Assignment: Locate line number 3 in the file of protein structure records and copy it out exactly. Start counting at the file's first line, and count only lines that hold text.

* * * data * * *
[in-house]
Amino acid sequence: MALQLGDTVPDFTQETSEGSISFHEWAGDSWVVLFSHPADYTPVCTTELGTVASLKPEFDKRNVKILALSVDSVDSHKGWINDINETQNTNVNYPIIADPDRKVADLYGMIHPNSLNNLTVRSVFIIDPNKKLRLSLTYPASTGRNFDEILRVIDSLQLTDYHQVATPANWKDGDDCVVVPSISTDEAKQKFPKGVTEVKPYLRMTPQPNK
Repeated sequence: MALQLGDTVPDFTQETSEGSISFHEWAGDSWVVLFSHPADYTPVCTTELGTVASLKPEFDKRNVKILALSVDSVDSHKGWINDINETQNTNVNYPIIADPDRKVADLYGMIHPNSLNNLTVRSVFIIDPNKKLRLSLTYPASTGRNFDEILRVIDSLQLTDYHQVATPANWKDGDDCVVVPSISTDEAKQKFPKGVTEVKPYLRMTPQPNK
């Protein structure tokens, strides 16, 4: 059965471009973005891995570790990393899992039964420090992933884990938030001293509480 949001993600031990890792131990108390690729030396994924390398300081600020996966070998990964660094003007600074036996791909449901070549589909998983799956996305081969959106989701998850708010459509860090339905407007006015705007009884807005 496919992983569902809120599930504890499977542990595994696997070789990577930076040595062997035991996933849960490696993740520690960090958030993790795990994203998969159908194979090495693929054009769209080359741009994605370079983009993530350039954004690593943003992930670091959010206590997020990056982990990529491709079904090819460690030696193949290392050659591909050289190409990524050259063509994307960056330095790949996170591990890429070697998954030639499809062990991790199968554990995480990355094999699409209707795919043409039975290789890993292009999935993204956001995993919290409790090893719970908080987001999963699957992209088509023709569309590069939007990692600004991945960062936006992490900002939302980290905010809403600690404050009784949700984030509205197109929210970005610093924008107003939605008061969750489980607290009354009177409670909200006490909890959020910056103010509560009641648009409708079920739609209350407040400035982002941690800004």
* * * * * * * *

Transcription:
Repeated sequence: MALQLGDTVPDFTQETSEGSISFHEWAGDSWVVLFSHPADYTPVCTTELGTVASLKPEFDKRNVKILALSVDSVDSHKGWINDINETQNTNVNYPIIADPDRKVADLYGMIHPNSLNNLTVRSVFIIDPNKKLRLSLTYPASTGRNFDEILRVIDSLQLTDYHQVATPANWKDGDDCVVVPSISTDEAKQKFPKGVTEVKPYLRMTPQPNK